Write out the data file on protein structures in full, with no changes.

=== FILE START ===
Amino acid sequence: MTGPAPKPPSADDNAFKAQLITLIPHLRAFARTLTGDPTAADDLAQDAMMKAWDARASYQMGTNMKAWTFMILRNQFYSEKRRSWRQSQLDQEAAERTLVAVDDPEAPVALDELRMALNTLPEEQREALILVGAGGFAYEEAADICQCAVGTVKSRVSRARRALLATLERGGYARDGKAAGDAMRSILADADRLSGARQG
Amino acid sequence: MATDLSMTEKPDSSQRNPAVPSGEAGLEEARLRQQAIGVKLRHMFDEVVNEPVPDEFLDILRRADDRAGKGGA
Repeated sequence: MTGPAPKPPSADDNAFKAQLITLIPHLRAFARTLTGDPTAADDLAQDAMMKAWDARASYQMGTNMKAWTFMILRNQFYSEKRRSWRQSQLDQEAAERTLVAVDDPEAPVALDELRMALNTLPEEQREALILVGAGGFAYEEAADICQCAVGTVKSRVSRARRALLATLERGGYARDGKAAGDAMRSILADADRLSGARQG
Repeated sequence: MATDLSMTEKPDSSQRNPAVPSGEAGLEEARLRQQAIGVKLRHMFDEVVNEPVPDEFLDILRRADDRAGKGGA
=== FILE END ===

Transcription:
Amino acid sequence: MTGPAPKPPSADDNAFKAQLITLIPHLRAFARTLTGDPTAADDLAQDAMMKAWDARASYQMGTNMKAWTFMILRNQFYSEKRRSWRQSQLDQEAAERTLVAVDDPEAPVALDELRMALNTLPEEQREALILVGAGGFAYEEAADICQCAVGTVKSRVSRARRALLATLERGGYARDGKAAGDAMRSILADADRLSGARQG
Amino acid sequence: MATDLSMTEKPDSSQRNPAVPSGEAGLEEARLRQQAIGVKLRHMFDEVVNEPVPDEFLDILRRADDRAGKGGA
Repeated sequence: MTGPAPKPPSADDNAFKAQLITLIPHLRAFARTLTGDPTAADDLAQDAMMKAWDARASYQMGTNMKAWTFMILRNQFYSEKRRSWRQSQLDQEAAERTLVAVDDPEAPVALDELRMALNTLPEEQREALILVGAGGFAYEEAADICQCAVGTVKSRVSRARRALLATLERGGYARDGKAAGDAMRSILADADRLSGARQG
Repeated sequence: MATDLSMTEKPDSSQRNPAVPSGEAGLEEARLRQQAIGVKLRHMFDEVVNEPVPDEFLDILRRADDRAGKGGA